This thread over at v7n has been building since thursday last week and is turning out to be a great resource of information on the ergonomic chair.
I suffer from back pain continously and the logical next step for me is to try one of these babies. Think this isn't important techie stuff? - Wrong! If you aren't protecting your back and your sitting for 16+ hours a day it's a big deal indeed.
So, tell me, what are you sitting on? - links and descriptions welcome :-)
Seem Google will chase SE spammers with new remote workers
Danny Sullivan, a man generally held to be in the know, provides some insight into the reasons behind the major SE's hand tweaking certain result sets as well as a practical example of Yahoo! doing this (alledgedly :-)
It doesn't take a search genius to realize that hand tweaking goes on quite alot, particularly on the kind of queries that were they to be poor, would attract negative media attention. Greg Boser made a good post about this detailed here.
Although TW is hardly a search engine, i often hand tweak the recent posts list by choosing which posts to reply to in which order :) It's a natural enough thing to do when the normal algorithms or mechanics of a system fall short of ideal.
It's a great technical post by danny, go check it out.
the BBC are running a story on the IPPR (institute for public policy research)'s research into an "ebay style" public commons community.
"A single publicly funded and run online community in which citizens can have a single place to go where you can go to engage in diversity and in a way that might have a policy implication - like a pre-legislation discussion."
Don't just stand there, go check it out! Feedster rich media finder - im off to play with it....
Right now, the only way to watch videoblogs is to go to each individual blog and watch each individual video.
As of November 2004, there is no way to see videos all in one place.
It's as if when I want to hear a story, I got to run around town to each person's apartment to hear the story.
I want a stage where we can all come together and tell stories to each other.
Research on corp. branding and home page
bragadocchio provides an outstanding set of links and commentary on the subject of creating credibility on the web in the context of photographs of real employees vs stock images.
I'm prone to believe that photos that people can believe are the real people behind a site can improve trustworthiness, and the standard stock images of attractive people that many use in their sites don't normally add to a site. It's the real world view of a company that builds trustworthiness and credibility.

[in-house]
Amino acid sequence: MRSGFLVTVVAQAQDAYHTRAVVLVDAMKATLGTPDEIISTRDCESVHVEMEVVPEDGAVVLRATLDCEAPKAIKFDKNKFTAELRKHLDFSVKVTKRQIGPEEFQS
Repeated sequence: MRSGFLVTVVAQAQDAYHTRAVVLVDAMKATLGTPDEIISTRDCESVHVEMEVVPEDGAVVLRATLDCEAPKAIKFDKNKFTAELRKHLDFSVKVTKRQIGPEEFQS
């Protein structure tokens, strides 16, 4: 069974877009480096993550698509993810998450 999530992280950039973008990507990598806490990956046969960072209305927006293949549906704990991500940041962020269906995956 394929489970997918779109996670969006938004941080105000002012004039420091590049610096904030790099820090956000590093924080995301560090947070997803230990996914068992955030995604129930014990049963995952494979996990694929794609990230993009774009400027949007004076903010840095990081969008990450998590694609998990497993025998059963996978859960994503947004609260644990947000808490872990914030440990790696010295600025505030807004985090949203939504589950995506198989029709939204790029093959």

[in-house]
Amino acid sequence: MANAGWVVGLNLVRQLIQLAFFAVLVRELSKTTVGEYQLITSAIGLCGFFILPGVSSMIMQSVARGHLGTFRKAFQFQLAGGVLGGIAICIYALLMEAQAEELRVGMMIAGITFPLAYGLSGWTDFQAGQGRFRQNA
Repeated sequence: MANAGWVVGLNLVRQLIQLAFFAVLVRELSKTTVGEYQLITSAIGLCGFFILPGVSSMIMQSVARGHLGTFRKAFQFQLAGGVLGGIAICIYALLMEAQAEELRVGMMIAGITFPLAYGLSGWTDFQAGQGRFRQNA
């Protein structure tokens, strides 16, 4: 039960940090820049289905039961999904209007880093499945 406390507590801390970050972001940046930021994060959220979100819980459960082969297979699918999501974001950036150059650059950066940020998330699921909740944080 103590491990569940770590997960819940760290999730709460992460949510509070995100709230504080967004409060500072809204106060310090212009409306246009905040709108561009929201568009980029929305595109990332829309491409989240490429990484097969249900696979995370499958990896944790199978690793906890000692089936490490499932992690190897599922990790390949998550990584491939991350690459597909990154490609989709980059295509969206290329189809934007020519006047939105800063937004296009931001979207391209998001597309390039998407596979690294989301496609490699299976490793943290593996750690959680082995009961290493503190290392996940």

And to think i was going to hire a male model to pose as me for this sites about page eh? - Now i guess i'll just stick a pair of underpants on me head and be done with it...
5StarAffiliates aka Linda Buquet points out something that many must have thought about during the current RSS explosion.
Some of the big popular blogs probably have tons of people displaying their feeds and creating plenty of duplicate content. To me, this is similar to merchants who have lots of affiliates displaying their product datafeeds.
Do you think Google will some day penalize sites for displaying blog content the way it is suspected they may possibly be penalizing sites for duplicate affiliate content?
It's something I was talking to rc about roughly a year and a half ago but now it comes to the forefront of savvy webmasters thoughts as RSS finally hits the bigtime and people start to mess around with it to see how it can be used to gain better listings.
After all, it's free content right? I know i've thought about it much but never quite had the time to do anything special with it. Here's one idea i had that might work nicely:
Set up a spamazon site
Set up an yahoo advanced news search feeds
along with whatever you can grab from G news and MSN queries
Munge that grabbed data into your rubber stamped spamazon stuff
Stir well, and leave to simmer
You could add all kinds of other stuff into the mix of course but you get the idea...
Google cutting fat from dynamic content?
Threadwatch member Mikkel deMib Svendsen offers some invaluable advice for webmasters regarding dynamic content over at SEW. Not a day goes by where you dont see at least a small handful of threads claiming that one of the major SE's are doing something funny with dynamic pages.
We know that under certain conditions (too many vars in a url for example) Google has trouble with these sites, especially with session id's but when those areas are covered, where's the problem?
What I most often find the problem to be is that many webmasters chose the first possible solution they find to get their dynamic website indexed and ranked. Sometimes the chosen solution, allthough it may work, is just not the best for the site.
Some webmasters may jump right into URL-rewrite when in fact the big problems to deal with is session IDs, track IDs, browser agent detection, GEO-location, indentical content, infinite calendars or other spider traps. The URL-rewrite may looks like it solves the indexing poblem but suddenly one of the other problems kick in with the result of de-indexing of pages. Now, most webmasters will think that Google is messing up, don't support URL-rewriting or something like that when in fact the problem is not that at all.